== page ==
Robert Avila

Grinning and bearing it

Exit, Pursued by a Bear goes all Wild Kingdom on domestic matters

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THEATER A sweet, normally placid Southern working-class wifey named Nan Carter (Erin Gilley) — no relation to Jimmy, but oh how for some reason she wishes! — takes revenge on her abusive husband Kyle (Patrick Jones) with the help of two close friends, a roll of duct tape, a fresh deer carcass, and a working knowledge of the dramatic arts in Crowded Fire's world premiere of playwright Lauren Gunderson's light but witty comedy.Read more »

For the fall of it

FALL ARTS PREVIEW: Autumn's most intriguing theatrical events

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arts@sfbg.com

FALL ARTS Puppets, fanciful forms of democracy, and disfigured villains are leitmotifs beyond the Beltway this season, as the following theater and performance highlights suggest.Read more »

Familiar but strange

Reviving Gertrude Stein and Virgil Thomson's Four Saints in Three Acts

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Class clowns

Back Alley Theater's Country Club Catastrophe puts a new farce on the tragically burgeoning dimensions of the class divide

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THEATER Linda Brown is a maid at the end of her tether, and tender, as the much-put-upon employee-slave of an exclusive country club. The signs are there from the moment she steps onto the stage: the circles under the young woman's eyes, her frightened stare, the desperate swigs from a ready flask, not to mention her shameless histrionic intensity as she addresses the audience about the soul-sucking richies perpetually at her back.Read more »

As the world turns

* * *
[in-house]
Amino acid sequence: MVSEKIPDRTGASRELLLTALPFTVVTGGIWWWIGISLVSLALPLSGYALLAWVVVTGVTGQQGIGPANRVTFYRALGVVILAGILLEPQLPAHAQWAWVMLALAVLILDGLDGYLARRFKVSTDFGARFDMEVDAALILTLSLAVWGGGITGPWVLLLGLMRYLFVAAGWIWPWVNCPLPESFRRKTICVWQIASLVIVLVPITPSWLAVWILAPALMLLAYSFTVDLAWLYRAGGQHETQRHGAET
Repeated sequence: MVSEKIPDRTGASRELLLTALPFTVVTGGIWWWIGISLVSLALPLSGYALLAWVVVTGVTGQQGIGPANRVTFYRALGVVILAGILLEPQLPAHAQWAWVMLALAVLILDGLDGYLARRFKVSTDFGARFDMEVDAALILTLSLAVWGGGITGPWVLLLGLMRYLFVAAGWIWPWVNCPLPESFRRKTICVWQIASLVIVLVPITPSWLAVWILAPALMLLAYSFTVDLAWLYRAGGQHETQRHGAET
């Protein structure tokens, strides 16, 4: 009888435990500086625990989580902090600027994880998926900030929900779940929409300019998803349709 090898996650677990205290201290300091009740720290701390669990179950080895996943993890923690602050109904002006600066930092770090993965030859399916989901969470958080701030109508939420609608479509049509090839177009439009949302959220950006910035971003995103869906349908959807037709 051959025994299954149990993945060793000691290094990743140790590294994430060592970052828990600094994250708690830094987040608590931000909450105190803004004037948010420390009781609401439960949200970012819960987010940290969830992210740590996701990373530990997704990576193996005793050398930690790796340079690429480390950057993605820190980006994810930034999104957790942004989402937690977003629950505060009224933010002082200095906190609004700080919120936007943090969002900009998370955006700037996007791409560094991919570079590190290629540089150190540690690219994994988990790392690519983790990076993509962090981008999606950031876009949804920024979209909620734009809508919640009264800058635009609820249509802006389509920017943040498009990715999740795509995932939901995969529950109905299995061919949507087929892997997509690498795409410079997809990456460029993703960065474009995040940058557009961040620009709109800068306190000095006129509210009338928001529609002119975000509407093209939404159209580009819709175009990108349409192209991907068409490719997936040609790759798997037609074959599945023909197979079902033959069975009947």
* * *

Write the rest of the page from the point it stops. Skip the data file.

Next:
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arts@sfbg.com

THEATER The title of Matt Smith's solo show recalls a certain long-running television soap, but the tale it flags is nutty even by the guiding light of that genre. The Seattle-based writer-performer's All My Children, now running at the Berkeley Marsh, is the wry, offbeat first-person account of one solitary middle-aged man's shameless construction of a family by unconventional means — namely, stalking the children of his exes.Read more »

Calling the doom tune

San Francisco Mime Troupe's new show lambastes apocalypse as capitalist distraction in 2012: The Musical!

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Wanna see something really silly? "Twilight Zone Live: Season 8"

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The Dark Room’s suckling at the boob tube is a mass cultural sub-phenomenon of questionable taste and, yes, abnormal staying power. Remember 2005’s Batman the TV Show: The Play? I still wake up screaming from that one. But the persistence of this peculiar fetish is perhaps best measured by the yardstick of one series in particular, to wit, Dark Room’s annual live staging of Twilight Zone episodes.

It continues this weekend, and every subsequent weekend in July, in the eighth installment of Twilight Zone Live, actual episodes from the hoary small screen perennial recreated with wry comic aplomb and mainlined nostalgia by a variety of guest directors and comedy-ready cast members. Better than TV in that it is slightly bigger. Need more enticement? Check out Sam Shaw and Dan Foley in this spiffy pitch-perfect video teaser from Crisis Hopkins, an (almost) faithful recreation of the 1983 teaser for The Twilight Zone: The Movie

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Don't go changin'

Kafka's The Metamorphosis discovers itself transformed into a play

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Getting what you want

Second annual This Is What I Want plumbs the nature of desire

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Return to Barbary Lane

New musical Tales of the City debuts (where else?) in San Francisco -- and nostalgia reigns supreme

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